Pierre Bruhns
  • E-mail :[email]
  • Phone : +33145688629
  • Location : Paris, France
Last update 2017-08-30 19:01:46.034

Pierre Bruhns PhD in Immunology

Course and current status

Since 01/2016 Director of multi-team INSERM Unit 1222: Humoral Immunity

Director of Institut Pasteur Unit: Antibodies in Pathology & Therapy

Deputy Director, Dept. of Immunology

Institut Pasteur – Paris, France


09/2012-12/2015 Institut Pasteur – Paris, France

Director of INSERM Unit 760

Director of Institut Pasteur Unit: Antibodies in Pathology & Therapy


09/2004-08/2012 Institut Pasteur – Paris, France

Faculty Position at INSERM

Unit of Molecular and cellular Allergology, INSERM U.760.


2002-2004 The Rockefeller University – New York, NY, USA                                                                                    

Post-Doctoral Fellow

(Margaret Dammann Eisner- Irvington Institute Postdoctoral Fellow)

Laboratory of Molecular Genetics and Immunology

Director and Mentor: Dr. Jeffrey Ravetch, MD, PhD


1996-2002 Institut Curie – Paris, France

Ph.D. in Immunology. University Paris VI, Pierre et Marie Curie.

Laboratoire d'Immunologie Cellulaire et Clinique, INSERM U255

Director: Pr. W. H. Fridman, MD, PhD. Mentor: Dr. Marc Daëron, MD, PhD

Scientific summary

Antibodies are key effectors of the immune system. They are responsible for disease induction (autoimmunity, allergy) and can be protecting from or facilitating infections and tumors. Antibodies do not exert by themselves, however, biological functions: these are mainly mediated by antibody receptors (FcRs).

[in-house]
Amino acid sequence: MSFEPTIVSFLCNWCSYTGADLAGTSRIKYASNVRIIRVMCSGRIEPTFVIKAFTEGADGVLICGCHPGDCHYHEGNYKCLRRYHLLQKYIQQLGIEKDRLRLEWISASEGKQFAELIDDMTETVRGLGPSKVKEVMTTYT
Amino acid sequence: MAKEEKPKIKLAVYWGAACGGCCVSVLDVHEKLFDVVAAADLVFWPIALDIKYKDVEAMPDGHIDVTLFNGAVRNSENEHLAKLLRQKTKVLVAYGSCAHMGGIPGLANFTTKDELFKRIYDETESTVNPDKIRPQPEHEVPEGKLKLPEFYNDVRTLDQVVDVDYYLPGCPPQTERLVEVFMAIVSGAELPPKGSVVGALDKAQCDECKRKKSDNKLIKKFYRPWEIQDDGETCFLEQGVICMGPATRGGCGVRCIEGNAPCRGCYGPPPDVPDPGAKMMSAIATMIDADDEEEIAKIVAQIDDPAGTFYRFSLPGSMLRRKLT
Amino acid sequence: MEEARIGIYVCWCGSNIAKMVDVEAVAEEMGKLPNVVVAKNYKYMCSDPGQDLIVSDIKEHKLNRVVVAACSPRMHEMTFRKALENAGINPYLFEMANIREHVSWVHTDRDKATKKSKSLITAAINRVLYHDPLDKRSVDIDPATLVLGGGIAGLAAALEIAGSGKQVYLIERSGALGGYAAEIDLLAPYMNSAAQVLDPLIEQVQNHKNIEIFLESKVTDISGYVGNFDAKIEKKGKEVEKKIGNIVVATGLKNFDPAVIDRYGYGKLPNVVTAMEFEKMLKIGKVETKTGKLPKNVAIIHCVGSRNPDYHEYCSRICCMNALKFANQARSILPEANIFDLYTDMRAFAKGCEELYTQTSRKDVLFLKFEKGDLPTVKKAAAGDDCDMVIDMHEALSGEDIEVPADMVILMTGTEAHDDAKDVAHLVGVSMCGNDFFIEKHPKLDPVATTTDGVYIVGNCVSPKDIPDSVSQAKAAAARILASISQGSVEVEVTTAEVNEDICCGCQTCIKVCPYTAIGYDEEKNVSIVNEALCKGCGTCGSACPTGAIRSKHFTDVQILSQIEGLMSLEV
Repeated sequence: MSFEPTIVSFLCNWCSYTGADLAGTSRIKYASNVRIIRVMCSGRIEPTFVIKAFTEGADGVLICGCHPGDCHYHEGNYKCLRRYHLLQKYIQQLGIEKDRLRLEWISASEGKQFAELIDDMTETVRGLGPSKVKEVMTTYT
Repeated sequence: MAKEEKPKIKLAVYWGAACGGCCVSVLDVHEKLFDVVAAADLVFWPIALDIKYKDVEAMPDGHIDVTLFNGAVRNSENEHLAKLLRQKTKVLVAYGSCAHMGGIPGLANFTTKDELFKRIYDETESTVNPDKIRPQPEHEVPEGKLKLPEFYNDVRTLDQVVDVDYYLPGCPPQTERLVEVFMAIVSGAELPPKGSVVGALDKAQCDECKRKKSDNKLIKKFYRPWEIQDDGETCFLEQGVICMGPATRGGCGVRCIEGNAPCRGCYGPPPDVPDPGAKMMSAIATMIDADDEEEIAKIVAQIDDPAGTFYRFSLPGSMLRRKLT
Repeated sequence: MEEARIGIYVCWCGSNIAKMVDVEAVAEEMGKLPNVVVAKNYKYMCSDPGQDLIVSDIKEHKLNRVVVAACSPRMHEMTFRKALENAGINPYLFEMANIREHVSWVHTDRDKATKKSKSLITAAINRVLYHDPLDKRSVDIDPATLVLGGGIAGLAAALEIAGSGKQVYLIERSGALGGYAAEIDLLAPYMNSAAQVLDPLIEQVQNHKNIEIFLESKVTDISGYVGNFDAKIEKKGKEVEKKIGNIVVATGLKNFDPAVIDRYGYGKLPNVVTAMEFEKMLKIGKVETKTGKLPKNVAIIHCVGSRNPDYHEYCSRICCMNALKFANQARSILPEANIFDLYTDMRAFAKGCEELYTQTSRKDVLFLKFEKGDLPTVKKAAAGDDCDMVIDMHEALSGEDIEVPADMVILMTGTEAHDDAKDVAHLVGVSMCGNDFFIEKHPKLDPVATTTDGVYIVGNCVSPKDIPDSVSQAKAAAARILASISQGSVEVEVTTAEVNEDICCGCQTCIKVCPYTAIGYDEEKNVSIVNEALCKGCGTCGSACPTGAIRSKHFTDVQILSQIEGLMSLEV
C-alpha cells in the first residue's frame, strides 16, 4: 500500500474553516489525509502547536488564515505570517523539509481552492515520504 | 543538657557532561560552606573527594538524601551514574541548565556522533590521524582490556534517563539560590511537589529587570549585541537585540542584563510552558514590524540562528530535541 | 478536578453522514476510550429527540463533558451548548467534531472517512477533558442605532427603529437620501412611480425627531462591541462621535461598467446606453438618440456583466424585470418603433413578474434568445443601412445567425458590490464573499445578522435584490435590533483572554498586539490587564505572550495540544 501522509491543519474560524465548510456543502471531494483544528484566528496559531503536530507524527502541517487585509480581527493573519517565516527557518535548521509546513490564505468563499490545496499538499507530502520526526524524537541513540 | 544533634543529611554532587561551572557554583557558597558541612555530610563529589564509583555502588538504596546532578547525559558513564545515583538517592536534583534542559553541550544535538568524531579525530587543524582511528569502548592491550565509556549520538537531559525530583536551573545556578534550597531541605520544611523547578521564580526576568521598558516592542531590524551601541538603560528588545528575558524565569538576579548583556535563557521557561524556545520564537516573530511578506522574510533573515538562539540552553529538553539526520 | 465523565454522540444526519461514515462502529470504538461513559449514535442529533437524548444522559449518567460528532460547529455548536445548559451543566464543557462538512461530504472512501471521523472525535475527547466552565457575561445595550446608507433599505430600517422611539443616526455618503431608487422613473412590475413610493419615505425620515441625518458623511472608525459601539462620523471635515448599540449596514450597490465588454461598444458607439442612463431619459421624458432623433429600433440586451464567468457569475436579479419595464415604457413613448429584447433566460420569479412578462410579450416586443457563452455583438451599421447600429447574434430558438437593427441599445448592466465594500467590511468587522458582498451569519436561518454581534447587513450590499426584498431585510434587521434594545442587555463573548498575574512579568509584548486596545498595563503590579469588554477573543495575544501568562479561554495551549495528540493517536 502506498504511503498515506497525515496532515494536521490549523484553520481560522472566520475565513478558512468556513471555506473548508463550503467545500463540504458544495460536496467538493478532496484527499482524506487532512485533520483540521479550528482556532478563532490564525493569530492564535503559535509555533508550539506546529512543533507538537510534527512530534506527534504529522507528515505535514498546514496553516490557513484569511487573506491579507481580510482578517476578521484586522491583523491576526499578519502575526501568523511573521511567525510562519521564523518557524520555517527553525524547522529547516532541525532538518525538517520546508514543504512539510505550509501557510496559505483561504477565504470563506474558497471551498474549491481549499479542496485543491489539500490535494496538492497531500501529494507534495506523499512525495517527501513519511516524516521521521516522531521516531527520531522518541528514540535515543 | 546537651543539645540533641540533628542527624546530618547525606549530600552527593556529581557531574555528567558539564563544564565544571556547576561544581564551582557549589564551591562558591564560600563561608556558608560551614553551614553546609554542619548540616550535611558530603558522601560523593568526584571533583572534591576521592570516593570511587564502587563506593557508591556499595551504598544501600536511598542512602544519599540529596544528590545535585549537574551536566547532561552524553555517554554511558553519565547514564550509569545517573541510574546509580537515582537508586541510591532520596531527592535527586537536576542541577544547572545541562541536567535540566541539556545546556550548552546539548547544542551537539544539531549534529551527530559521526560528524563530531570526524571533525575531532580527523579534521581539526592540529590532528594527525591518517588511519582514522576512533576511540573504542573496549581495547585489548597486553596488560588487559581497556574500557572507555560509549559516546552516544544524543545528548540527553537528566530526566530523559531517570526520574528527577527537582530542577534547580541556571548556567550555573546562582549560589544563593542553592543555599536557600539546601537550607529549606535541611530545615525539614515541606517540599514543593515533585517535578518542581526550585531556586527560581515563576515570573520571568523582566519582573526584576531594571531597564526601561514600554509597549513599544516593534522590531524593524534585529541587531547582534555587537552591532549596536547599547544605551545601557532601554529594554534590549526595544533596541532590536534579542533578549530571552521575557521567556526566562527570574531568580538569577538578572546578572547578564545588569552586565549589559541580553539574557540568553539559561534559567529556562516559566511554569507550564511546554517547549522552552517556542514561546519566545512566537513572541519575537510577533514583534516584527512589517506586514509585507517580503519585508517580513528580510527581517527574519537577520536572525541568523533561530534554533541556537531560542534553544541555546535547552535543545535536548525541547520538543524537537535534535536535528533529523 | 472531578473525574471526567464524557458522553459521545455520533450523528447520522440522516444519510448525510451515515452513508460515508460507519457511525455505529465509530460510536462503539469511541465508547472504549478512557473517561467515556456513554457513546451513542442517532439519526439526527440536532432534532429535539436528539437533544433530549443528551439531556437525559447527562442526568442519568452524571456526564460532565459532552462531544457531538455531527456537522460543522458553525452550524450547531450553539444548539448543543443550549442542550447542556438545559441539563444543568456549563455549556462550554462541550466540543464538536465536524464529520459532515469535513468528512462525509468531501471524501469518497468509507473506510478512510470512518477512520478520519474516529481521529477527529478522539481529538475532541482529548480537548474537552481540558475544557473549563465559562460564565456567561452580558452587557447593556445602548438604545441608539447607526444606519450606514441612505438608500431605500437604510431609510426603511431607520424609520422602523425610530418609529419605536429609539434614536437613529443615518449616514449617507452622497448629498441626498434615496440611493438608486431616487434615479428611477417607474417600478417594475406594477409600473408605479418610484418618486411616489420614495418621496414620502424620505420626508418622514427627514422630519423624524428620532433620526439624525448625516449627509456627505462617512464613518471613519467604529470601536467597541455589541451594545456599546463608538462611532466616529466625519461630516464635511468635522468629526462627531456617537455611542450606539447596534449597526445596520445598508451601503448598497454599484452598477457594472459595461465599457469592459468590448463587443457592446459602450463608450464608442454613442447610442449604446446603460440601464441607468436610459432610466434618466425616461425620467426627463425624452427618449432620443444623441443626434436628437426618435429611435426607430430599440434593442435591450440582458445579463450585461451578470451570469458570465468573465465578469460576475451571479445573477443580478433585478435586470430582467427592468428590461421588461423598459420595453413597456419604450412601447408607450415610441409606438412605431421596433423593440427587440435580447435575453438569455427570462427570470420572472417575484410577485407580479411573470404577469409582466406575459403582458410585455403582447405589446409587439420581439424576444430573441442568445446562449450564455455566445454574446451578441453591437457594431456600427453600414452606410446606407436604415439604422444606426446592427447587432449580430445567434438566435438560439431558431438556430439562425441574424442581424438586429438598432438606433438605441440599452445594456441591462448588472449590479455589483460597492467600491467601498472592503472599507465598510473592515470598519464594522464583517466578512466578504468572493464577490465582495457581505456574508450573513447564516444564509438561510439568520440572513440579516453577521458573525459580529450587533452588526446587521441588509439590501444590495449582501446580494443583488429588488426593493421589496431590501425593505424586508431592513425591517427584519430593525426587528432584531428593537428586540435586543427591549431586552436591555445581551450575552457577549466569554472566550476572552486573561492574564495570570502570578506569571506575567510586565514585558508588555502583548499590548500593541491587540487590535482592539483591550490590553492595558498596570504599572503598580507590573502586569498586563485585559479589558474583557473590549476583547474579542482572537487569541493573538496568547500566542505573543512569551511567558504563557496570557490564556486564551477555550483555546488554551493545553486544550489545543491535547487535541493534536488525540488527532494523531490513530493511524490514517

• Decipher the role of human antibodies, human antibody receptors (FcRs) and the cells expressing them during therapy and in the induction of pathologies.
  • Establish high-throughput plasma cell selection using droplet microfluidics to generate the “anatomical map” of antigen-specific plasma cells, and demonstrate the pathogenic nature of antibodies in specific diseases (collaboration with ESPCI-ParisTech and HiFiBio)
  • How antibodies and their receptors induce/regulate autoimmune and allergic diseases is addressed using on one hand models of rheumatoid arthritis and anaphylaxis (allergic shock) in humanized mice and, on the other hand through clinical studies (NASA; PlanA).
  • How antibodies and their receptors participate in passive antibody therapy is addressed using human tumor xenografts in immunodeficient mice bearing human FcRs.

In most projects, we aim at identifying the cell population(s) responsible for antibody-mediated effects, and decipher the mechanism behind their contribution to therapy or pathology. To enhance the clinical relevance of our studies in mice, we have generated “humanized” mouse models expressing human FcRs in the presence of human antibodies. Our recent focus has been on FcR-expressing myeloid cells, in particular neutrophils and monocytes/macrophages, that we extend now to platelets and their interaction with neutrophils, and to mast cells.

 Altogether, our research, integrating fundamental, clinical and industry-driven approaches, aims at elucidating the role of antibodies, their receptors and the cells expressing them in major disease and therapy models and, hopefully, propose novel therapeutic solutions in antibody-based therapies.

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